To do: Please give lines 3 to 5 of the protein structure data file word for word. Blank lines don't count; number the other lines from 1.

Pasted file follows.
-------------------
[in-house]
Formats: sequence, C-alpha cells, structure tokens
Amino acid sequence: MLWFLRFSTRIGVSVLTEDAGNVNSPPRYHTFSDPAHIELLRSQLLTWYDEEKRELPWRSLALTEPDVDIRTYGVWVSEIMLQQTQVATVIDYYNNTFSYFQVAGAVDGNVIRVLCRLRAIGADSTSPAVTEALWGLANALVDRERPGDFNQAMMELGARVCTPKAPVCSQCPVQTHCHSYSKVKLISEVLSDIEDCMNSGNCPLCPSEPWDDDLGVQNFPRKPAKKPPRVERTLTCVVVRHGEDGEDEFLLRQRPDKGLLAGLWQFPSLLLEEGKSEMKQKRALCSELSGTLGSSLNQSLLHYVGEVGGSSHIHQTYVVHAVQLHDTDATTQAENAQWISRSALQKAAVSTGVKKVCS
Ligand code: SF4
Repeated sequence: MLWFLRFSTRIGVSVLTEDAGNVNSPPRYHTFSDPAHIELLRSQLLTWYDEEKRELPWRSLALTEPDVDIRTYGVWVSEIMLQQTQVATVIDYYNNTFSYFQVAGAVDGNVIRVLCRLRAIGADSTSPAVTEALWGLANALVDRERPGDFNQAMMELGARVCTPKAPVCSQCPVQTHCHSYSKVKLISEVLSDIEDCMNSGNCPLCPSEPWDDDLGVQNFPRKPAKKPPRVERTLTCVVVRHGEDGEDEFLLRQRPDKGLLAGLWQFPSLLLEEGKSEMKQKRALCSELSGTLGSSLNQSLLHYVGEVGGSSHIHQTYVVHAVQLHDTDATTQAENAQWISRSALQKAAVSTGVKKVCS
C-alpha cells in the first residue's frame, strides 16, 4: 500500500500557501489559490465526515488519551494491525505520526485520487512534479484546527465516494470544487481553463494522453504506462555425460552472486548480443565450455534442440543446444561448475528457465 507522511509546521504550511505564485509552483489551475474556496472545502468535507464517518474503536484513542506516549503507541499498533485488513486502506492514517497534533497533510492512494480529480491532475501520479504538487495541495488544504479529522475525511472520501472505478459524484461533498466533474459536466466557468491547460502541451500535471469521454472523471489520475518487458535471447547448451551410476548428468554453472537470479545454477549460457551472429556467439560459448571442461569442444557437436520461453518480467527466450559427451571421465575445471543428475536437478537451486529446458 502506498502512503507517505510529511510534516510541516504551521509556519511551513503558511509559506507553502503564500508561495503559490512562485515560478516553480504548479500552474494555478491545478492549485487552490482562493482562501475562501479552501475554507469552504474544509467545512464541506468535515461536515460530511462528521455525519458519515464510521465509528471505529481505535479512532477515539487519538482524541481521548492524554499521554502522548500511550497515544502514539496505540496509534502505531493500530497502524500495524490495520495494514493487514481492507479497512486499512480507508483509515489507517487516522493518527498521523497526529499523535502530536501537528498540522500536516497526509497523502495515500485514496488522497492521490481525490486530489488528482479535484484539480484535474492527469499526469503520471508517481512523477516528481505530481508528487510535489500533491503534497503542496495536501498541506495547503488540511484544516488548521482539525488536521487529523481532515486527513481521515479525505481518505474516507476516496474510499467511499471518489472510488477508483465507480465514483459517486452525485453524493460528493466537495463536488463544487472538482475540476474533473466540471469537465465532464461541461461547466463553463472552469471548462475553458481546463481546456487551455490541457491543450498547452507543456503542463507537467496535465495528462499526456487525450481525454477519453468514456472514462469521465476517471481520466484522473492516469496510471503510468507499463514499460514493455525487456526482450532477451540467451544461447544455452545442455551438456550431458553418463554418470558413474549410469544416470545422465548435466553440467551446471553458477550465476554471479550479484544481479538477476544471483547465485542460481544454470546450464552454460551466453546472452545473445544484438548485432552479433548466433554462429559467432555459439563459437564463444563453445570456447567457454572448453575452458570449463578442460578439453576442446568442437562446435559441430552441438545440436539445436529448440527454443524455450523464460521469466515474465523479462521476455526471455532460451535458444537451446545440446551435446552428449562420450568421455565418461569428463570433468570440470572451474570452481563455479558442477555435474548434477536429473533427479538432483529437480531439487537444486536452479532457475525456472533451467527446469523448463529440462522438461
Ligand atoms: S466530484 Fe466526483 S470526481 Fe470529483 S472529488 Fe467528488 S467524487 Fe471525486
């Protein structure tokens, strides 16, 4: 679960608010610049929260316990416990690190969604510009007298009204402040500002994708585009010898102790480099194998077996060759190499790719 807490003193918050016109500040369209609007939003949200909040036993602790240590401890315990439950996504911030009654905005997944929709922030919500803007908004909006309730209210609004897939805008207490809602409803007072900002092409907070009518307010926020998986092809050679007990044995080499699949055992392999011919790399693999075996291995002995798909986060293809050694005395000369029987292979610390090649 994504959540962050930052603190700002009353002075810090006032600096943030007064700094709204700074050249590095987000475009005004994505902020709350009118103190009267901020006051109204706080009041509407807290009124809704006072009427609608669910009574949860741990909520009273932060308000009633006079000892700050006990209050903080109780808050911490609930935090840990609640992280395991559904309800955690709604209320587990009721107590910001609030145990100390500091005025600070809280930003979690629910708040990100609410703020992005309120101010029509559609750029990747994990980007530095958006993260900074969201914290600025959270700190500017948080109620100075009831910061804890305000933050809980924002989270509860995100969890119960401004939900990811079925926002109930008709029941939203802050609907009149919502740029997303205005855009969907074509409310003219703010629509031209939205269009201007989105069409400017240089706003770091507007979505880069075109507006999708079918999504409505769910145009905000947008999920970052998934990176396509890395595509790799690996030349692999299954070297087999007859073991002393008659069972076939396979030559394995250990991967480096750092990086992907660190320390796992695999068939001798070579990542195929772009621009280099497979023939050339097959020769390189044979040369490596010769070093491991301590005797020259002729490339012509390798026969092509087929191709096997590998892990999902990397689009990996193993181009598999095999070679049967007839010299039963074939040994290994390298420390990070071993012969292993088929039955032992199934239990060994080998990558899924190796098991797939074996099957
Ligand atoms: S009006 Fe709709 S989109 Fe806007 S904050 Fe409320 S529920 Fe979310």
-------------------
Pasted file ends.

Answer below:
Amino acid sequence: MLWFLRFSTRIGVSVLTEDAGNVNSPPRYHTFSDPAHIELLRSQLLTWYDEEKRELPWRSLALTEPDVDIRTYGVWVSEIMLQQTQVATVIDYYNNTFSYFQVAGAVDGNVIRVLCRLRAIGADSTSPAVTEALWGLANALVDRERPGDFNQAMMELGARVCTPKAPVCSQCPVQTHCHSYSKVKLISEVLSDIEDCMNSGNCPLCPSEPWDDDLGVQNFPRKPAKKPPRVERTLTCVVVRHGEDGEDEFLLRQRPDKGLLAGLWQFPSLLLEEGKSEMKQKRALCSELSGTLGSSLNQSLLHYVGEVGGSSHIHQTYVVHAVQLHDTDATTQAENAQWISRSALQKAAVSTGVKKVCS
Ligand code: SF4
Repeated sequence: MLWFLRFSTRIGVSVLTEDAGNVNSPPRYHTFSDPAHIELLRSQLLTWYDEEKRELPWRSLALTEPDVDIRTYGVWVSEIMLQQTQVATVIDYYNNTFSYFQVAGAVDGNVIRVLCRLRAIGADSTSPAVTEALWGLANALVDRERPGDFNQAMMELGARVCTPKAPVCSQCPVQTHCHSYSKVKLISEVLSDIEDCMNSGNCPLCPSEPWDDDLGVQNFPRKPAKKPPRVERTLTCVVVRHGEDGEDEFLLRQRPDKGLLAGLWQFPSLLLEEGKSEMKQKRALCSELSGTLGSSLNQSLLHYVGEVGGSSHIHQTYVVHAVQLHDTDATTQAENAQWISRSALQKAAVSTGVKKVCS